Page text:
We've long since forgiven Mission of Burma for their 19-year hiatus; if you wanted to make the argument that Burma 2.0 is an even better band than the first go-round, you probably won't be instantly dismissed as crazy. The quality—and comparative volume—of music they've put out since 2004's ONoffON has shifted the conversation away from the band's decade-old reunion. At this point, it's easy to forget they were ever gone.
With Unsound, the mere fact that Mission of Burma has a new album has gone from unbelievable to completely acceptable. 10 years ago, they reformed for their follow-up to 1982’s game-changing Vs, a record which made waves in the underground punk scene before being immortalized in Pearl Jam’s sophomore album of the same name. But Unsound is their fourth since that reunion, so the surprise is that the group has decided to push their boundaries far more than they have on any of their past few releases.
Of all of the post-punk and alt. rock bands to reunite in the last ten years, Mission of Burma should be looked upon as a shining example. Now ten years into their reunion, which now dwarfs their original four-year run, the band are still in great shape as live performers, and they are one of the few acts to deliver new music instead of just playing the nostalgia card.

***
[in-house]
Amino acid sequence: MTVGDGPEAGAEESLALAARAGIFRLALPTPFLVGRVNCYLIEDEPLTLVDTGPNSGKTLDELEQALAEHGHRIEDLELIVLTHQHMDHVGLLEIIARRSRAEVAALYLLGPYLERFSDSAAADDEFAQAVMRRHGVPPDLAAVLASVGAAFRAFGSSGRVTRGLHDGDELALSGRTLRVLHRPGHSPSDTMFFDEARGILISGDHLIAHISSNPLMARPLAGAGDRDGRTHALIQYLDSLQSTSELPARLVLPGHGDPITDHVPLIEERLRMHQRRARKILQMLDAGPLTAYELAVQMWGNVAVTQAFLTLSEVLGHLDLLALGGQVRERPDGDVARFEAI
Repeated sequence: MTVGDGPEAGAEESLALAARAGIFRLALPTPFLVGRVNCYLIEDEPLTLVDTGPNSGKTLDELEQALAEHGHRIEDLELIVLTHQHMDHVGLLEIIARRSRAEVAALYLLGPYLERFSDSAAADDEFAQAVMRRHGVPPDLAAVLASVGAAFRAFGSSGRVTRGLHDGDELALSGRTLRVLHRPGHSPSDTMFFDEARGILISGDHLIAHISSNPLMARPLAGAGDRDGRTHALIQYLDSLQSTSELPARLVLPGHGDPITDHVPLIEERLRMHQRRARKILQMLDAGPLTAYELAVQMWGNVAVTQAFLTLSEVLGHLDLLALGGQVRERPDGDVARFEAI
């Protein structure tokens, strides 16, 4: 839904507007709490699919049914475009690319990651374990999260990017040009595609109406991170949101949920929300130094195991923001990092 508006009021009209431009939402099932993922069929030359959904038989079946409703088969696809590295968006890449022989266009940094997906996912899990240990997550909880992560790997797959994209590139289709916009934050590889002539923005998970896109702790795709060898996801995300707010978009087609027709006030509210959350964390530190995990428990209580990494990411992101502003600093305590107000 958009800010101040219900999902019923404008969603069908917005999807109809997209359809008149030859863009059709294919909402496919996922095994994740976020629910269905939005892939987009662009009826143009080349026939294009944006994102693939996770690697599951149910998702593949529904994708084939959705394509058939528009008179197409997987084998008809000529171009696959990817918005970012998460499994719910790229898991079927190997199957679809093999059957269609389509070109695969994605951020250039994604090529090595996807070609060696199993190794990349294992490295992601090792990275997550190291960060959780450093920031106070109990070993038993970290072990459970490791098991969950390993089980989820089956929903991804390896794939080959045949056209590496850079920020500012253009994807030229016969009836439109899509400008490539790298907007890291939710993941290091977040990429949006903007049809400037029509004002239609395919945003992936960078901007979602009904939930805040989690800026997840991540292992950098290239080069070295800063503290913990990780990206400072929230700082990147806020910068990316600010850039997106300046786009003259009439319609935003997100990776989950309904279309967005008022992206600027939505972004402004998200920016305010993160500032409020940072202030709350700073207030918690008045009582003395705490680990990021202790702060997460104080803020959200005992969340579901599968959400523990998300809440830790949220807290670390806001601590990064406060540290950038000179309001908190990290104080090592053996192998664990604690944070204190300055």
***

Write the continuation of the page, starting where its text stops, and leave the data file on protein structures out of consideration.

“Forget what you know” goes the solitary lyrical line of “Opener”, which is cheekily the 11th and final song on the fifth and latest Mission of Burma studio album, Unsound—which so happens to be the fourth album the group has released since reforming 10 years ago. Clearly, the band definitely wants listeners and fans to take that lyric to heart. The Boston-based alternative-pop-noise quartet has gone off in a different approach to writing songs for the album, in an effort to change things up on their first disc for U.K.-based Fire Records since the band’s stint on Matador came to a close earlier this year, forcing the group to search out a new label partner.